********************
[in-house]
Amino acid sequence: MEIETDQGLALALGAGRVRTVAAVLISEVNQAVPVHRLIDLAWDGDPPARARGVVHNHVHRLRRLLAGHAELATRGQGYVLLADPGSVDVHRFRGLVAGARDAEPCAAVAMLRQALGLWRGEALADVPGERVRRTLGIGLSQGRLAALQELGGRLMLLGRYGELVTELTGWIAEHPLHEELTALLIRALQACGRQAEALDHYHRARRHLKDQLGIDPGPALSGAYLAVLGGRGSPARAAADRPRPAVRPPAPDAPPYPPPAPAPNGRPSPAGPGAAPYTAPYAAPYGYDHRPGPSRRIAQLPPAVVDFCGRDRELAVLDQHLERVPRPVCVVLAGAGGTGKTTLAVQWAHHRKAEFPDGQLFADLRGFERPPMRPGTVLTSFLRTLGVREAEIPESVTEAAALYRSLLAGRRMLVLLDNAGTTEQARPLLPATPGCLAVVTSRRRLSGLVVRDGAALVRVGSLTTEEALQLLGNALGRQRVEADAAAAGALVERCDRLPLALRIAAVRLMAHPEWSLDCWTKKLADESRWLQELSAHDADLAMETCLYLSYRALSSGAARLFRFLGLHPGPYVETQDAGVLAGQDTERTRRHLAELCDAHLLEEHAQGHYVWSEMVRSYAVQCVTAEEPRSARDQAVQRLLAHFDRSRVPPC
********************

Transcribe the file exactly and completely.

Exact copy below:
[in-house]
Amino acid sequence: MEIETDQGLALALGAGRVRTVAAVLISEVNQAVPVHRLIDLAWDGDPPARARGVVHNHVHRLRRLLAGHAELATRGQGYVLLADPGSVDVHRFRGLVAGARDAEPCAAVAMLRQALGLWRGEALADVPGERVRRTLGIGLSQGRLAALQELGGRLMLLGRYGELVTELTGWIAEHPLHEELTALLIRALQACGRQAEALDHYHRARRHLKDQLGIDPGPALSGAYLAVLGGRGSPARAAADRPRPAVRPPAPDAPPYPPPAPAPNGRPSPAGPGAAPYTAPYAAPYGYDHRPGPSRRIAQLPPAVVDFCGRDRELAVLDQHLERVPRPVCVVLAGAGGTGKTTLAVQWAHHRKAEFPDGQLFADLRGFERPPMRPGTVLTSFLRTLGVREAEIPESVTEAAALYRSLLAGRRMLVLLDNAGTTEQARPLLPATPGCLAVVTSRRRLSGLVVRDGAALVRVGSLTTEEALQLLGNALGRQRVEADAAAAGALVERCDRLPLALRIAAVRLMAHPEWSLDCWTKKLADESRWLQELSAHDADLAMETCLYLSYRALSSGAARLFRFLGLHPGPYVETQDAGVLAGQDTERTRRHLAELCDAHLLEEHAQGHYVWSEMVRSYAVQCVTAEEPRSARDQAVQRLLAHFDRSRVPPC